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Italian Minister Giuliano Amato and Hijab and Mother Mary!

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Mother Mary praying to God

It is not recent news.

Italian Minister of Interior affairs has rejected signing on the law to forbid Hijab in his country.

Giuliano Amato said it is impossible to go against wearing of hijab by a Muslim woman in his country and this is for a very clear reason that Maryam binte Imran (Mary) respected mother of Prophet issa (Christ) was used to wear hijab on her head.

Two-time (1992 to 1993 and then from 2000 to 2001) Prime Minister of Italy Giuliano Amato, currently serving as Interior Minister in the government of former President of the European Commission Romano Prodi, was also Vice-President of the Convention on the Future of Europe, which from 2001-2003 drafted the text of the now semi-abandoned EU Constitution.

From Wikipedia, the free encyclopedia:

Giuliano Amato (born 13 May 1938 in Turin) is an Italian politician. He was Prime Minister of Italy twice, first from 1992 to 1993 and then from 2000 to 2001. He was more recently Vice President of the Convention on the Future of Europe that drafted the new European Constitution and headed the Amato Group. He is commonly nicknamed dottor Sottile, (which means “Doctor Subtilis“, the sobriquet of the Scottish Medieval philosopher John Duns Scotus, a reference to his political subtlety). From 2006 to 2008, he was the Minister of the Interior in Romano Prodi‘s government.

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Born in Turin into a Sicilian family, Amato grew up in Tuscany. He received a first degree in law from the University of Pisa in 1960, while attending the prestigious Collegio Medico-Giuridico of the Scuola Normale Superiore, which today is Sant’Anna School of Advanced Studies, and a masters degree in comparative law from Columbia Law School in 1963. After teaching at the Universities of Modena, Perugia and Florence, he worked as professor of Italian and Comparative Constitutional Law at the University of Rome La Sapienza from 1975 to 1997.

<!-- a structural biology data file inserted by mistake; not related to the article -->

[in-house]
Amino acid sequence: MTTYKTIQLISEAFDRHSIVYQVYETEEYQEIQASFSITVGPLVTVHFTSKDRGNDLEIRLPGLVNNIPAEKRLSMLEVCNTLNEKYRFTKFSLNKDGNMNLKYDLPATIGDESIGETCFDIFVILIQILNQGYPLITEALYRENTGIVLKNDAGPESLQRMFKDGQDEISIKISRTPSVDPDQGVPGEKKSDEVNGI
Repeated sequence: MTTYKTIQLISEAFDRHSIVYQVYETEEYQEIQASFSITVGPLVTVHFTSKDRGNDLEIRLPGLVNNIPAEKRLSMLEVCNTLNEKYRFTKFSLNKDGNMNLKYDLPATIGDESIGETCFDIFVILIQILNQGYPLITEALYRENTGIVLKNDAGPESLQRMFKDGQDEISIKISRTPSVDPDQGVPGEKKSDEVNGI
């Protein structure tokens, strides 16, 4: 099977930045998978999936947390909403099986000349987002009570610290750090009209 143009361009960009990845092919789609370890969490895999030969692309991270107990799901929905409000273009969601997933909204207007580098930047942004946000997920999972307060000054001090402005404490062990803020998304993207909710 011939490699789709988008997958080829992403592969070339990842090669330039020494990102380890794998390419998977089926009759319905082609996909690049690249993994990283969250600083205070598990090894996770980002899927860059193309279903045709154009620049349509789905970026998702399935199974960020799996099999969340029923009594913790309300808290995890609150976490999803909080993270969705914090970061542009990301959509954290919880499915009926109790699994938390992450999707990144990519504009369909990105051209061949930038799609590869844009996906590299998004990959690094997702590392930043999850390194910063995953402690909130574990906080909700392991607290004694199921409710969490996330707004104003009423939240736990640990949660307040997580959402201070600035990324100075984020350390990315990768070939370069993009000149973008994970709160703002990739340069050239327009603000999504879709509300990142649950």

Amato began his political career in 1958, when he joined the Italian Socialist Party. He was a Member of Parliament from 1983 to 1993. He was Undersecretary of State to the Prime Minister’s office from 1983 to 1987, Deputy Prime Minister from 1987 to 1988, and Minister for the Treasury from 1987 to 1989.

From June 1992 to April 1993, Amato served as Prime Minister. During those ten months, a series of corruption scandals rocked Italy and swept away almost an entire class of political leaders. Amato himself was never implicated, notwithstanding how close he was to Bettino Craxi, a central figure in the corruption system.

As Prime Minister, Amato responded effectively to two devaluations of the lira in the wake of currency speculation that led Italy to be expelled from the European Monetary System by cutting the budget deficit drastically, thus taking the first steps in the road that would bring Italy to adopt the Euro.